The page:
Third, I recommend that you keep timing yourself. It doesn’t help to be good at writing an essay in an hour. We need to be good at writing an essay in half an hour.

One thing that I have done with my students in the past is have them write only an introduction or only an introduction and body paragraph in a set amount of time. So give yourself a time limit of 8 minutes and see if you can complete an introduction and body paragraph. This allows you to practice writing under time constraints and you can take baby steps towards completing an essay in 30 minutes.

I hope that this helps! Best of luck in your studies! 🙂

Marcel Avatar

I just started reading the book you recommended: On Writing Well, by William Zinsser. Although I would love read all of it, I don’t have much time to spare. Could you suggest what chapters would most benefit us for the GRE AWA ?

Good question! I think the grammar-related passages are important. As are the chapters that relate to crafting sentences and creating paragraphs.

Asma Maladwala Avatar

Hi Chris, Do you know if there are any sites where I can find high scoring sample essays? I’ve been practicing but feel as though I’m in a void as I have no point of comparison. Getting feedback from family and friends is helpful, but I’d just feel so much better if I could compare my essays to actual GRE essays. I could only find one sample set on the ets website…

It seems that only gre.org offers example essays. Just google “example GRE essays” and it should be the second hit.

Besides that there aren’t too many others I can think of that are online. Writing higher scoring essays, ‘5.5-6’ for blog posts is something I plan to do soon though :).

Veronica Avatar

Hello! I would enormously appreciate if you can clarify me this. Which link are you referring to in the following sentence?:

” For practical advice on practicing: the link below provides access to hundreds of essay prompts by ETS”.

I cannot find it anywhere and it would be of invaluable help for me to have these essay prompts in order to practice.

Thank you very much!

No problem :).

Here is the link: http://www.ets.org/gre/revised_general/prepare/analytical_writing/issue/pool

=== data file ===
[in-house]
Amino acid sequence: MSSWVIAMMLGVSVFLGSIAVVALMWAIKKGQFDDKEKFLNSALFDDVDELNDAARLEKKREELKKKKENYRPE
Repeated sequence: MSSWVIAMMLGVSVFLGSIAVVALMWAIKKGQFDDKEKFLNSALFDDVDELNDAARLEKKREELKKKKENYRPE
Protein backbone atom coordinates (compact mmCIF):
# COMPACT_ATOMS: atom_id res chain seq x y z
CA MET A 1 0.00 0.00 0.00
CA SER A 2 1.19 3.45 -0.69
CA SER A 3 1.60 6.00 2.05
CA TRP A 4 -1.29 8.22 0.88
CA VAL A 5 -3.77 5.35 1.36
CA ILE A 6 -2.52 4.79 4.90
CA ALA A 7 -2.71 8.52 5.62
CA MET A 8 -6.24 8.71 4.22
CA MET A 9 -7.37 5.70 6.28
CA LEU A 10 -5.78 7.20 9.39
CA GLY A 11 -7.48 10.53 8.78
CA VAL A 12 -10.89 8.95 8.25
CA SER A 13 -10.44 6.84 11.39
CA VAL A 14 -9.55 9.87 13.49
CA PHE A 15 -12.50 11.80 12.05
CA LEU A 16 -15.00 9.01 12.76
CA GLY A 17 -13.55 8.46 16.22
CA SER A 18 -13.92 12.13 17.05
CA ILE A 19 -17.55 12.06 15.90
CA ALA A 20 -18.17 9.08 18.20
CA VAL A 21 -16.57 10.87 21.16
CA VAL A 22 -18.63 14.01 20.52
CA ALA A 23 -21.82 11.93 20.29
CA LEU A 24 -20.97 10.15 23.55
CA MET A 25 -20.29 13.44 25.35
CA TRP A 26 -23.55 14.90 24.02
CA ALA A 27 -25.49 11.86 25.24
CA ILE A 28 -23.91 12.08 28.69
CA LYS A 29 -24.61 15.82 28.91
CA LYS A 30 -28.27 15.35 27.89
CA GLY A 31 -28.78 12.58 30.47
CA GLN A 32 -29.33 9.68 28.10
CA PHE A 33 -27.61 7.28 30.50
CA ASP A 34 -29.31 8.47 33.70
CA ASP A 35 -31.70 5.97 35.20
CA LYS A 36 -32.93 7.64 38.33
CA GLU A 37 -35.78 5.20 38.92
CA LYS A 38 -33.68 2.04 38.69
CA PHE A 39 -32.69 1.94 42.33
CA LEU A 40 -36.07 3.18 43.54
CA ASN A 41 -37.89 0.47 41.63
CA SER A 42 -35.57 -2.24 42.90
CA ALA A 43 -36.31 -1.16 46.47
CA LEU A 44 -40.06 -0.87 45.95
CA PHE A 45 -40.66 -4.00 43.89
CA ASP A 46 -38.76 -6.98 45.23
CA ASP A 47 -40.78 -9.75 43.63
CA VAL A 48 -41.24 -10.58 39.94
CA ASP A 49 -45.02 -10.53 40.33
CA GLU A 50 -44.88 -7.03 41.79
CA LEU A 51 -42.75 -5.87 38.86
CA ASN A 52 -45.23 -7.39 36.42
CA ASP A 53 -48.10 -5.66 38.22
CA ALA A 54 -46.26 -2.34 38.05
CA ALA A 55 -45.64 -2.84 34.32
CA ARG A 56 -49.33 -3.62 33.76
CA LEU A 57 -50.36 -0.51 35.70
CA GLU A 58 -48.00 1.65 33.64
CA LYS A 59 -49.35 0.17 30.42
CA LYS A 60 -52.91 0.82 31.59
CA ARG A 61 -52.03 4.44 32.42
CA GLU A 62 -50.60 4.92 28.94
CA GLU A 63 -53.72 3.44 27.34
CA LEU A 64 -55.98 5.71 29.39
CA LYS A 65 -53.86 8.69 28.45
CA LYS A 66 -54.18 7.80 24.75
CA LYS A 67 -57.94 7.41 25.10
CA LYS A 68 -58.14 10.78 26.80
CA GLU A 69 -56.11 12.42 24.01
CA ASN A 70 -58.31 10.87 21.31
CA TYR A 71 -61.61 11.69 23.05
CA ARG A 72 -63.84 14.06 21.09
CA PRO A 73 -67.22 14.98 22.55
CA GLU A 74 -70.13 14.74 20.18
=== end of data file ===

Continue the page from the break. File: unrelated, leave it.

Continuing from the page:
Verónica Avatar

Thanks for your quick response!

J Avatar

So I just found out ETS has started employing their e-rater technology. Thoughts?

Thanks for reporting that! Well, I hope it is better than the GMATs, which apparently counts number of words, a couple of transition sentences, etc. I guess time will tell.

emma Avatar

whats e-rater technology, mentioned by J, Chris??

Muhammad Usama Khan Avatar

Sometime it seems that we cannot write enough in the issue task.

If we practice one essay per day, who will rectify this and will tell us how to improve our score in analytic. So that we can BUT ALL feel confident to write essay with positive tone.

Yes, that is true, and indeed I need to write another post on generating ideas.

As for somebody to give you feedback, find a trusted family member or friend. Of course, that person would not want to read everyone of your essays, but as long as you get feedback every once in awhile that will help :).

Bhavin Parikh

This sentence is dead-on, “If you think you did poorly on the essays, that knowledge could very well affect your performance on the rest of the test.”

I recently talked with a student who was consistently scoring in the 80th percentile on math and verbal in practice. But he wasn’t prepared for the writing section on test day and it affected his concentration throughout the rest of the exam. He scored in the 60th percentile. Doing well on writing can definitely set a positive tone for the rest of the exam.

Yes, I am happy to hear that student’s experience echo my thoughts. Really, “Doing well on writing can definitely set a positive tone for the rest of the exam” is perhaps the greatest GRE tip that nobody has ever heard of.

typeR Avatar

Did u mean non-native below?? “Two of the preeminent prose stylists of the English-language novel were both native-English speakers.”

Ha! Yes, I definitely did. Thanks for catching that :).

IMAGES

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  1. GRE Essay Prompts

    The GRE Analytical Writing section requires you to write two essays—one will be an analysis of an issue and the other will be an analysis of an argument. You will have 30 minutes for each essay. Try your hand at these GRE essay prompts, and read our explanations for what makes a great GRE essay. We pulled these sample questions from our book ...